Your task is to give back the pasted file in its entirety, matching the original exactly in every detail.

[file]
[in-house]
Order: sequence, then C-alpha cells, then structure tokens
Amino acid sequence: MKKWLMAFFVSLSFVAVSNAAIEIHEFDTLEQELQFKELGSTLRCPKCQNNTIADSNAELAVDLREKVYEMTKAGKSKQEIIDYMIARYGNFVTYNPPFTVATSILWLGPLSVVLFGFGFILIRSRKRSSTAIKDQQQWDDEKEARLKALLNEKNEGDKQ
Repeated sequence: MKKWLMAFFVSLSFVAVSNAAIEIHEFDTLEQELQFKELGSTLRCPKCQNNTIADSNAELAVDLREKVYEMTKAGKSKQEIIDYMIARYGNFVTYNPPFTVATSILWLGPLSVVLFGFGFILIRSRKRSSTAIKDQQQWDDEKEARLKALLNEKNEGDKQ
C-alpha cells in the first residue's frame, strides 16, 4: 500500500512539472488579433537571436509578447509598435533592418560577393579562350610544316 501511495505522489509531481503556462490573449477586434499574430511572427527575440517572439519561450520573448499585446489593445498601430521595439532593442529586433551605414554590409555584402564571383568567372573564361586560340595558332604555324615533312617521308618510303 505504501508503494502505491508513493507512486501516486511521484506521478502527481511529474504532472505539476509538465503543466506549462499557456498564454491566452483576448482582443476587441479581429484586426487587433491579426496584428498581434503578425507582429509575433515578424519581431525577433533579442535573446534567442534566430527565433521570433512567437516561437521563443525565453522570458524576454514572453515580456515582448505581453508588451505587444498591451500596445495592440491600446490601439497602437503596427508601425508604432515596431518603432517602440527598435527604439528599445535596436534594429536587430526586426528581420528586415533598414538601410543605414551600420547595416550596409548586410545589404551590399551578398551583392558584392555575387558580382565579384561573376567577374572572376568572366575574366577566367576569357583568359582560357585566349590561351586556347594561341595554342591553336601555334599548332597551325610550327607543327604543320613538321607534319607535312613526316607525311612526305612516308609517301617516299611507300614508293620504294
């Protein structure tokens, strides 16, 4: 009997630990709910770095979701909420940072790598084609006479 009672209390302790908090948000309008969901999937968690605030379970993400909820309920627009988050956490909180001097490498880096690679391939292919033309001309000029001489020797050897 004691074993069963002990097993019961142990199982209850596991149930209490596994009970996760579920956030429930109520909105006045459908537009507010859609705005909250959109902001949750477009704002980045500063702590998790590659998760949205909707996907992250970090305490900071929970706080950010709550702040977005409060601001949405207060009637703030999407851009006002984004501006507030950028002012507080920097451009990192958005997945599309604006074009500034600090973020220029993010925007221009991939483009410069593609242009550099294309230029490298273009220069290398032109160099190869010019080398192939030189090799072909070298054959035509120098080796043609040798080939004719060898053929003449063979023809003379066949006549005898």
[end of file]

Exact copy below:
[in-house]
Order: sequence, then C-alpha cells, then structure tokens
Amino acid sequence: MKKWLMAFFVSLSFVAVSNAAIEIHEFDTLEQELQFKELGSTLRCPKCQNNTIADSNAELAVDLREKVYEMTKAGKSKQEIIDYMIARYGNFVTYNPPFTVATSILWLGPLSVVLFGFGFILIRSRKRSSTAIKDQQQWDDEKEARLKALLNEKNEGDKQ
Repeated sequence: MKKWLMAFFVSLSFVAVSNAAIEIHEFDTLEQELQFKELGSTLRCPKCQNNTIADSNAELAVDLREKVYEMTKAGKSKQEIIDYMIARYGNFVTYNPPFTVATSILWLGPLSVVLFGFGFILIRSRKRSSTAIKDQQQWDDEKEARLKALLNEKNEGDKQ
C-alpha cells in the first residue's frame, strides 16, 4: 500500500512539472488579433537571436509578447509598435533592418560577393579562350610544316 501511495505522489509531481503556462490573449477586434499574430511572427527575440517572439519561450520573448499585446489593445498601430521595439532593442529586433551605414554590409555584402564571383568567372573564361586560340595558332604555324615533312617521308618510303 505504501508503494502505491508513493507512486501516486511521484506521478502527481511529474504532472505539476509538465503543466506549462499557456498564454491566452483576448482582443476587441479581429484586426487587433491579426496584428498581434503578425507582429509575433515578424519581431525577433533579442535573446534567442534566430527565433521570433512567437516561437521563443525565453522570458524576454514572453515580456515582448505581453508588451505587444498591451500596445495592440491600446490601439497602437503596427508601425508604432515596431518603432517602440527598435527604439528599445535596436534594429536587430526586426528581420528586415533598414538601410543605414551600420547595416550596409548586410545589404551590399551578398551583392558584392555575387558580382565579384561573376567577374572572376568572366575574366577566367576569357583568359582560357585566349590561351586556347594561341595554342591553336601555334599548332597551325610550327607543327604543320613538321607534319607535312613526316607525311612526305612516308609517301617516299611507300614508293620504294
């Protein structure tokens, strides 16, 4: 009997630990709910770095979701909420940072790598084609006479 009672209390302790908090948000309008969901999937968690605030379970993400909820309920627009988050956490909180001097490498880096690679391939292919033309001309000029001489020797050897 004691074993069963002990097993019961142990199982209850596991149930209490596994009970996760579920956030429930109520909105006045459908537009507010859609705005909250959109902001949750477009704002980045500063702590998790590659998760949205909707996907992250970090305490900071929970706080950010709550702040977005409060601001949405207060009637703030999407851009006002984004501006507030950028002012507080920097451009990192958005997945599309604006074009500034600090973020220029993010925007221009991939483009410069593609242009550099294309230029490298273009220069290398032109160099190869010019080398192939030189090799072909070298054959035509120098080796043609040798080939004719060898053929003449063979023809003379066949006549005898």